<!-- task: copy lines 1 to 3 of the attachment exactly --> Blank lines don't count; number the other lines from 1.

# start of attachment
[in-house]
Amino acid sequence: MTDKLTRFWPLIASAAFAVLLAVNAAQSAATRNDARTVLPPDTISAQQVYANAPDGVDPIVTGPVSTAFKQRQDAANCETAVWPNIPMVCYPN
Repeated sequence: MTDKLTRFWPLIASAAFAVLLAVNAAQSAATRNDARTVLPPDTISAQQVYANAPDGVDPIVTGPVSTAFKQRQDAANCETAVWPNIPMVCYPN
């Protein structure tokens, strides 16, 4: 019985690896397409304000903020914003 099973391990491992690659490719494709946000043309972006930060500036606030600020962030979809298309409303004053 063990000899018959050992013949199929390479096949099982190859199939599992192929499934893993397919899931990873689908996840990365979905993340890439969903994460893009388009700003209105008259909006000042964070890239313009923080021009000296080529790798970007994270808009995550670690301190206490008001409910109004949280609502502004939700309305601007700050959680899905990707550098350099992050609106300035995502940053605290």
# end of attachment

[in-house]
Amino acid sequence: MTDKLTRFWPLIASAAFAVLLAVNAAQSAATRNDARTVLPPDTISAQQVYANAPDGVDPIVTGPVSTAFKQRQDAANCETAVWPNIPMVCYPN
Repeated sequence: MTDKLTRFWPLIASAAFAVLLAVNAAQSAATRNDARTVLPPDTISAQQVYANAPDGVDPIVTGPVSTAFKQRQDAANCETAVWPNIPMVCYPN